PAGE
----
MSci, Geology, University of Birmingham, UK, 2008
PhD, Geology, University of Toronto, Canada, 2013
My research uses high pressure and temperature experiments to investigate how elements distribute themselves during geologic processes. This information has wide-ranging applications in petrology for studies that span the microscopic to the planetary scale. To date, I have focused on the latter of these scales – using highly siderophile elements to constrain the conditions of core-formation, the quantity of late-accreted material added to Earth’s mantle, and the effects of core-mantle interaction.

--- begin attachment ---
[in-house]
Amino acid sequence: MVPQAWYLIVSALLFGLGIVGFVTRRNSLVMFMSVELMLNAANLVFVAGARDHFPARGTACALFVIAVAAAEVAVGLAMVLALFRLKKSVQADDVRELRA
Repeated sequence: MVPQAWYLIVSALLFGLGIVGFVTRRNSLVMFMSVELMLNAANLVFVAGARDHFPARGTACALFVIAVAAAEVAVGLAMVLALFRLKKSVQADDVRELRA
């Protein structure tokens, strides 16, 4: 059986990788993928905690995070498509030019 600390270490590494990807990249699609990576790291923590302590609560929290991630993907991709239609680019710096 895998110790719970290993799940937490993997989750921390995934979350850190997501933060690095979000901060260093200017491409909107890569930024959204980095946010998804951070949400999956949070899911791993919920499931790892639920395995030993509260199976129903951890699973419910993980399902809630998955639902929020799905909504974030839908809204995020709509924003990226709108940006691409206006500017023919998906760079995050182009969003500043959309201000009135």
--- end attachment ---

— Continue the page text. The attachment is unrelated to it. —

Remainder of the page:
Planned areas of future study include:
– Trace element partitioning in highly (up to ~40 wt%) REE-enriched melts
– Fluoride melt formation in the upper mantle
– Fe-isotope fractionation in iron meteorites
– Siderophile element partitioning between oxide and metal melts
PhD and Masters students are sought to work broadly in the area of magmatic salts and their role in igneous petrogenesis and the formation of economic deposits.
More information about me and my research can be found at www.neilrbennett.com